These people are reminiscent of trophy wives; of people obsessed with vanity and image; of compulsive individuals determined to be the best version of themselves. Men sitting uncomfortably, surrounded by objects they are unsure of; women staring into the mirror, practicing how to be seductive; girls striving to act above their age; amateur dancers trying to appear more skilled than they are. These poses are so often seen in modern advertising, and popular media. Todd says:

“My interest is a bit broader than beauty and artifice; I’m really interested in manipulating the conventional and familiar. I feel compelled to create “revised” photographic conventions drawn from advertising imagery, stock photography, catalogs, brochures, corporate portraits, mass-market fiction, religious cults, soap operas, show business, and the glimpses and fragments that resonate in my memory and imagination.”

These photographs may seem outdated and surreal, but could as easily be a reflection of all that is toxic in our modern day western capitalist society and our focus on image and representation of oneself.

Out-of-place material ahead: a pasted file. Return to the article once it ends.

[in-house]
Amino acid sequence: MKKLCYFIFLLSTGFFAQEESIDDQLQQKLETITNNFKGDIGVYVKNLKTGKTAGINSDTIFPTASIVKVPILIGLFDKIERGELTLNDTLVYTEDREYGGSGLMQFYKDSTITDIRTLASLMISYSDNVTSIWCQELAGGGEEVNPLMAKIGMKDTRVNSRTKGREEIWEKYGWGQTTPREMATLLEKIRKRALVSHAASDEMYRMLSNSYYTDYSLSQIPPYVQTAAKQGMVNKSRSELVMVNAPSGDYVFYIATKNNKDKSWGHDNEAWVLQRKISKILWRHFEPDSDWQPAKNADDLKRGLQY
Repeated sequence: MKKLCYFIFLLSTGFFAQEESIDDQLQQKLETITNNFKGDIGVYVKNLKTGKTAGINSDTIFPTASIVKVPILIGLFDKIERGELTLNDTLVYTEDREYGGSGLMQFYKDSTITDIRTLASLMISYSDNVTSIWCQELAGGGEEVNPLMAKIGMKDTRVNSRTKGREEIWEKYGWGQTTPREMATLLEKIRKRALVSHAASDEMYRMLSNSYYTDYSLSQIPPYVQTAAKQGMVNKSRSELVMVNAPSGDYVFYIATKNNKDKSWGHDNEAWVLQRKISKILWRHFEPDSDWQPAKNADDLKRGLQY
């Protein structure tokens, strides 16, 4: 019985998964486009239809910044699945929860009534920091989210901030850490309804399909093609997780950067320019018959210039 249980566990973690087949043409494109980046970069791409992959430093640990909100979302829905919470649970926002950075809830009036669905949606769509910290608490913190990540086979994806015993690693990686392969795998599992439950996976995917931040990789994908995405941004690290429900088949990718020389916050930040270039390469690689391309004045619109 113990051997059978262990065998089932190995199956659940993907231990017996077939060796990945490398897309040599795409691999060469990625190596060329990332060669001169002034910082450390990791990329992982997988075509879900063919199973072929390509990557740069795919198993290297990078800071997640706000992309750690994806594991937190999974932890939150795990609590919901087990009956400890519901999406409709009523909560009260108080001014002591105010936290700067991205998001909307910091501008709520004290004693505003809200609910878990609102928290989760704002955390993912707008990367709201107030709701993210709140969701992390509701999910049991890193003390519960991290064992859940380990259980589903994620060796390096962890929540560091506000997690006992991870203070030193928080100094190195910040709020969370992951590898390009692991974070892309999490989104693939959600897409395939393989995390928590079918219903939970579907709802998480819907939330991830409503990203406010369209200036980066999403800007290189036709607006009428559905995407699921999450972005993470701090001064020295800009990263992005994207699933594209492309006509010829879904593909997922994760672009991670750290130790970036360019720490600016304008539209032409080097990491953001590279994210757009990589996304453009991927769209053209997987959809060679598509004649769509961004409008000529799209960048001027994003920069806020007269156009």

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Derek Paul Boyle Creates Paintings By Dragging Canvases On His Vespa Scooter

Alameda Street

Alameda Street

Beverly Blvd

Beverly Blvd

Franklin Ave

Franklin Ave

These images are probably not what you think. Derek Paul Boyle‘s latest project is called “Drag Paintings”, and are a result of the artist weaving through traffic, holding a stretched canvas under-foot and allowing the different textures and surfaces of the roads to create the image. What results is a very visceral, tangible account of a temporary action that has been frozen in time. Boyle says about them: